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Aid Agency Calls for Scale-Up Response to Crisis at Three Somali Refugee Camps

The international aid agency Oxfam said the international community’s failure to end the war in Somalia is resulting in a spiral of human suffering and exodus to neighboring countries.

The group said hundreds of thousands of refugees who fled the violence in Somalia are now trapped in appallingly overcrowded cramps in Kenya, Ethiopia and Somalia itself.

Paul Lomas, Oxfam regional director in East Africa said the plight of the refugees is serious and desperate.

“The United Nations now describes this as the worse situation in almost 20 years. 3.10 million people are now estimated to be in need of humanitarian assistance; 1.7 million have been displaced in the last couple of years. And now on top of the conflict we are facing a situation of drought, probably the worst drought in about 10 years,” he said.

Oxfam said in a statement released September 3 that the international response to the crisis has been inadequate.

“In order to help humanitarian agencies like Oxfam to be able to improve and respond to the refugees and displaced people needs, money would be of fantastic help,” Lomas said.

He said although Oxfam’s primary concern is to ensure an adequate response to the humanitarian needs, the ultimate solution to the situation would be an end to the conflict in Somalia.

“I’m not a political analyst; I’m a member of a humanitarian agency. And I know that much is being done to try and address the root causes of the conflict. But despite all those many efforts, the situation on the ground has not changed. So while efforts do go on, they must be doubled and redoubled until we see impact on the ground,” Lomas said.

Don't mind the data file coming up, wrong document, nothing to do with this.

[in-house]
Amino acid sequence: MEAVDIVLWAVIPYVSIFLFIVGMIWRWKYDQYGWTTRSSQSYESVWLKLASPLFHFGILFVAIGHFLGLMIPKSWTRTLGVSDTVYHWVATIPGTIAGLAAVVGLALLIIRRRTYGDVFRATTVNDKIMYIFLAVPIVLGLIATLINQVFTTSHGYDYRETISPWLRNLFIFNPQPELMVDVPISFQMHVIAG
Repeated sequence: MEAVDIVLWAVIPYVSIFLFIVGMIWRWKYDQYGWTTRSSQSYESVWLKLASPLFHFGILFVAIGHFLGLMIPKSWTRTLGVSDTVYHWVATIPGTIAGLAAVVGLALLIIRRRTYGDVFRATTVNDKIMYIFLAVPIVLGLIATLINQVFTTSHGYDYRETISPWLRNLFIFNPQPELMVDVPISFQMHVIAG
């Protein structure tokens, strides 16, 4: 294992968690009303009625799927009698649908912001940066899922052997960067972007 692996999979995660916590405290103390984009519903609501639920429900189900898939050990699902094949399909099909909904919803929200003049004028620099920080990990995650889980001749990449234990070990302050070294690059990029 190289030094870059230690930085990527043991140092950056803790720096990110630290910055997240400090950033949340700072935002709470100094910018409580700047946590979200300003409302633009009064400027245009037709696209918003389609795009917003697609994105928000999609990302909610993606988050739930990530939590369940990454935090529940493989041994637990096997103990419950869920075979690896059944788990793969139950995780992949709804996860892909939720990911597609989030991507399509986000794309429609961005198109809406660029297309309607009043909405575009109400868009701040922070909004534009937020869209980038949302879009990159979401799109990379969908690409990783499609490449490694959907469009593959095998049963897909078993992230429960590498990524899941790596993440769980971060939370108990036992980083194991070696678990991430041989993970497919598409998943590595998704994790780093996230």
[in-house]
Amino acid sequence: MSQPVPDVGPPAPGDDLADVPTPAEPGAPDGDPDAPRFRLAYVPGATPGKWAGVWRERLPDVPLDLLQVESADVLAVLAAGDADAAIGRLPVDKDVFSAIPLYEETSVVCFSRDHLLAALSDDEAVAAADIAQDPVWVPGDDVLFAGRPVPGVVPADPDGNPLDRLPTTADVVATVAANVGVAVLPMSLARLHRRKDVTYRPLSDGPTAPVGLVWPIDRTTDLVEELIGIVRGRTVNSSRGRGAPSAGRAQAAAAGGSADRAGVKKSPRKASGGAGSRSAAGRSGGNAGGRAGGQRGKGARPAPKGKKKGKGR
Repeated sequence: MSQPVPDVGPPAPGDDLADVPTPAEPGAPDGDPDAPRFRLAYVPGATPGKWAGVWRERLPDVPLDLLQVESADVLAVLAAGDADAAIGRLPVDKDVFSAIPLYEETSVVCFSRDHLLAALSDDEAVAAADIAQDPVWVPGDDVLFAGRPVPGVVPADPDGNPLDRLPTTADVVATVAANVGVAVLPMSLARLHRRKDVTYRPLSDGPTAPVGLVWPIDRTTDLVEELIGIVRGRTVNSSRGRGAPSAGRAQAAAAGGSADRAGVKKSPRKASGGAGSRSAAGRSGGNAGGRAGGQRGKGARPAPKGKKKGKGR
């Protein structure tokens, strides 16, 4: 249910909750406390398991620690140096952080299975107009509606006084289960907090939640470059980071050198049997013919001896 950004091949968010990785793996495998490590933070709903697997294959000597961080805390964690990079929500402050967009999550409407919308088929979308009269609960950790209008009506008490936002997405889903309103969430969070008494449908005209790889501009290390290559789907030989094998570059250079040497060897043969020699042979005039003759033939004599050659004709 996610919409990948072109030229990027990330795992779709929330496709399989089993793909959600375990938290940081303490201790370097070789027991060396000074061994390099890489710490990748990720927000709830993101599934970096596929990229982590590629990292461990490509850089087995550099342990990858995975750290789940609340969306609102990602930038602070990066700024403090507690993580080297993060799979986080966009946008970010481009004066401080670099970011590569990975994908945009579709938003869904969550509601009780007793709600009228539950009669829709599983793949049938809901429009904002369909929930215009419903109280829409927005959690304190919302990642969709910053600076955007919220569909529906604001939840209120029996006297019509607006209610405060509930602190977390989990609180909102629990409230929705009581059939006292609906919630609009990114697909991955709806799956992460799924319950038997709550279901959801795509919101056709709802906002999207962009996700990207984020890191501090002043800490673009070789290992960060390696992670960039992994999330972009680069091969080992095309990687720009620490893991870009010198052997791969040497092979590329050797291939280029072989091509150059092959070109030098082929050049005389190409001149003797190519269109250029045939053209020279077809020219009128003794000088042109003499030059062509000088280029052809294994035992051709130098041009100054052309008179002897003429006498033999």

Oxfam said in its statement that the Dadaab refugee camp in northern Kenya which was built to house 8,000 refugees is now housing 280,000.

Lomas said the Kenyan government has yet to make good on its promise to provide more land to solve the overcrowding problem.

“The Kenyan government is the prime responsible government to ensure that adequate space was allocated to the camp to allow this decongestion to take place,” he said

Lomas said donor governments must also assist the process by providing funding to compensate land owners whose land might be used to ease the overcrowding at the Dadaab refugee camp.